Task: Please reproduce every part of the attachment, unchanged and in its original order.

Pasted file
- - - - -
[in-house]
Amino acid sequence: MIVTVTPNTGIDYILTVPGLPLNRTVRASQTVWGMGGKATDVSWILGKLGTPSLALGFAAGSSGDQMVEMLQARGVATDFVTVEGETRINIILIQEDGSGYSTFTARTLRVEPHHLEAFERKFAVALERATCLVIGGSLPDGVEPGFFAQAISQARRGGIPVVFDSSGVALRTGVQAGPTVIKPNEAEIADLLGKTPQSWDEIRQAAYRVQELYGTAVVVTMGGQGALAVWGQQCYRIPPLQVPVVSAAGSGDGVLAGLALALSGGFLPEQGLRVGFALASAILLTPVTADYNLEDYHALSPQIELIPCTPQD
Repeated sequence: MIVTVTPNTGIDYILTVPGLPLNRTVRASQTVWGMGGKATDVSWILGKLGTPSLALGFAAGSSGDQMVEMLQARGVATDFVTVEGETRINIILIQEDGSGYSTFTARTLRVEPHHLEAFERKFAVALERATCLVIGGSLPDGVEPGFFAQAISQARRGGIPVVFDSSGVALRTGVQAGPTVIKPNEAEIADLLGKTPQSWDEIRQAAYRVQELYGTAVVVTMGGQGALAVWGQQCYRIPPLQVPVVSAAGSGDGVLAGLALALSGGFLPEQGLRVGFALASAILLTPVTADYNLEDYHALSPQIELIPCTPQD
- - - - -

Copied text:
[in-house]
Amino acid sequence: MIVTVTPNTGIDYILTVPGLPLNRTVRASQTVWGMGGKATDVSWILGKLGTPSLALGFAAGSSGDQMVEMLQARGVATDFVTVEGETRINIILIQEDGSGYSTFTARTLRVEPHHLEAFERKFAVALERATCLVIGGSLPDGVEPGFFAQAISQARRGGIPVVFDSSGVALRTGVQAGPTVIKPNEAEIADLLGKTPQSWDEIRQAAYRVQELYGTAVVVTMGGQGALAVWGQQCYRIPPLQVPVVSAAGSGDGVLAGLALALSGGFLPEQGLRVGFALASAILLTPVTADYNLEDYHALSPQIELIPCTPQD
Repeated sequence: MIVTVTPNTGIDYILTVPGLPLNRTVRASQTVWGMGGKATDVSWILGKLGTPSLALGFAAGSSGDQMVEMLQARGVATDFVTVEGETRINIILIQEDGSGYSTFTARTLRVEPHHLEAFERKFAVALERATCLVIGGSLPDGVEPGFFAQAISQARRGGIPVVFDSSGVALRTGVQAGPTVIKPNEAEIADLLGKTPQSWDEIRQAAYRVQELYGTAVVVTMGGQGALAVWGQQCYRIPPLQVPVVSAAGSGDGVLAGLALALSGGFLPEQGLRVGFALASAILLTPVTADYNLEDYHALSPQIELIPCTPQD